And it’s a job he’s very good at: “The instruction to students is always to have fun, to treat language acquisition as a game, to think instead of memorise,” he says. “You have to forget how you learnt things in school – you never do that in life. Instead, we’re basing our learning on the way your brain really processes and learns new information. Let’s face it,” he adds, “every time you park your car you’re learning something new – where it is, how to get back there. It’s like that: instinctive learning.”
With the claim that, within an hour, any learner will be able to say thousands of sentences in their chosen language, each course totals 20 hours, spread over several days. With workshops running throughout the year (the recent Greek for English speakers and Turkish for English speakers workshops were hugely successful) and audio learning available on YouTube, there’s a wealth of opportunity provided for anyone wanting to learn a new language. And it’s all free.
“The fact that the courses are free also means that they have been developed free of the restraints and influence of monetary economics. All of our energies have gone into making the most effective and profound courses, rather than the ‘best-selling’ courses!” says Mihalis. Of course, there are certain costs to the method: “We are looking for donations,” he says. “The courses are completely free of charge – both the workshops and online – but we do need to cover travel costs, recording audio, website upkeep and so forth.”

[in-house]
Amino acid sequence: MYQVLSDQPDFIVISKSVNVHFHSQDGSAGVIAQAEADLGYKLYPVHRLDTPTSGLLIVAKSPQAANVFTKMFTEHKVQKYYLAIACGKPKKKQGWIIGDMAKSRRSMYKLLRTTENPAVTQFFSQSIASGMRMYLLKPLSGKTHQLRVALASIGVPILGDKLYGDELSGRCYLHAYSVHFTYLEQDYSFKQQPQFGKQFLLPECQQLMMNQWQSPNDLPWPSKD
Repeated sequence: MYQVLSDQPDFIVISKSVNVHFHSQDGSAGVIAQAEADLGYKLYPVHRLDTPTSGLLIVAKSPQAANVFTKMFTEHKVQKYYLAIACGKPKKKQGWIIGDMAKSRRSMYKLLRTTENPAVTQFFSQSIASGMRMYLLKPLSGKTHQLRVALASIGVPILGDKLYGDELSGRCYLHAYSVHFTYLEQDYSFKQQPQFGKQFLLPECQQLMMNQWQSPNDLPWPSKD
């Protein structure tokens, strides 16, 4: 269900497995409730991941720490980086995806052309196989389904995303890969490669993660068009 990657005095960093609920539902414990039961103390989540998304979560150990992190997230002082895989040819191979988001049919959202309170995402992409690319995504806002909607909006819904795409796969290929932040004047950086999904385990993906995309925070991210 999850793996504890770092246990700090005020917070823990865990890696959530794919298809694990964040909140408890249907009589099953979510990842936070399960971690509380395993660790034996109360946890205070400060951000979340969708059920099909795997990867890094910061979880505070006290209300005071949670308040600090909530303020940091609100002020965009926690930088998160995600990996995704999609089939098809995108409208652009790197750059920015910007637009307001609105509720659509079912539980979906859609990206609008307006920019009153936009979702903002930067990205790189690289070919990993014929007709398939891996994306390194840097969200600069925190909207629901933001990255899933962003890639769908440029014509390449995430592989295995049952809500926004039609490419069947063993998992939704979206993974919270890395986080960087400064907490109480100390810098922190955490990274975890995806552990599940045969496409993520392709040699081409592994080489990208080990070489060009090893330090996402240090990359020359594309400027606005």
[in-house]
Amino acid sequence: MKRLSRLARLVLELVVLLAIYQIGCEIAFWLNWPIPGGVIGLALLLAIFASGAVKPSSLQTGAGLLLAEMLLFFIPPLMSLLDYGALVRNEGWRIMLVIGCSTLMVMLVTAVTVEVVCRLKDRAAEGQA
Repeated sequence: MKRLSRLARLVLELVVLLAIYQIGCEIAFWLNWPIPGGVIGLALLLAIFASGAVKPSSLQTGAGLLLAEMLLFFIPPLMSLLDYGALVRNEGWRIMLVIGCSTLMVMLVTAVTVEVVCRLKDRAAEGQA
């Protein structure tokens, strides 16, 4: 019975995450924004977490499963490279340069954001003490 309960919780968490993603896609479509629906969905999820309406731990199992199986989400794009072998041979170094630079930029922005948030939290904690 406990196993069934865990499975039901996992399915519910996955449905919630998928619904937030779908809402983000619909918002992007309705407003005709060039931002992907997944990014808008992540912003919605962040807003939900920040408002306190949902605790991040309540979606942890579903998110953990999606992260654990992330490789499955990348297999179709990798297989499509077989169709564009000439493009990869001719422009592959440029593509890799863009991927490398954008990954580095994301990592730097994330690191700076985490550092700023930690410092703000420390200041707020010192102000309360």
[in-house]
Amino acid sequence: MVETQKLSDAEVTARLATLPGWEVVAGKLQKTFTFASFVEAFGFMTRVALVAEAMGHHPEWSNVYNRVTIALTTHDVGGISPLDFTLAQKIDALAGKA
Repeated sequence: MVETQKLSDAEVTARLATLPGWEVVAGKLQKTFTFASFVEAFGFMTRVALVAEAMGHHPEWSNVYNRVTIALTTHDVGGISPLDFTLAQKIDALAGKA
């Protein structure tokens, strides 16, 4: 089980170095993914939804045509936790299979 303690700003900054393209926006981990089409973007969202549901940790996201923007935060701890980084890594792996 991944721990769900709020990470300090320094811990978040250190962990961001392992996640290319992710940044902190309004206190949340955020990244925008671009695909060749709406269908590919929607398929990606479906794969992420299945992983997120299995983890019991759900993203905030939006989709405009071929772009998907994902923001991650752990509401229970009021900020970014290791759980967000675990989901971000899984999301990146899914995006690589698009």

At the moment, Mihalis is paying all of this himself, from the money he makes through private teaching. But he recognises that, in order for Language Transfer to remain completely free, donations would greatly help. “I’m training twenty teachers,” he says, “all of whom are volunteers. But as we expand to other cities, we’re going to incur travel costs and the like in order to facilitate this linguistic journey. Our wellbeing as a global community is symbiotic, a collaboration of many people; learning a new language can give you objectivity, peace of mind, happiness, which you then pass on.”
Having tried the audio method myself – I chose Spanish, a language of which I know next to nothing – I can see clearly what Mihalis means. His method of teaching is joyful, simple and effective – three adjectives I wish I could apply to the relentless slog that was my experience of French! With just 10 minutes on YouTube, I’ve understood the basics, and am even able to formulate my own simple sentences. It’s so easy, so natural. Or, as I now know, ‘es natural’!
Language Transfer will be running workshops throughout the year. For further details of workshops, courses and events, visit www.languagetransfer.org or email Mihalis on [email protected]
There are also a number of comprehensive audio courses available completely free of charge through the ‘courses’ section of the website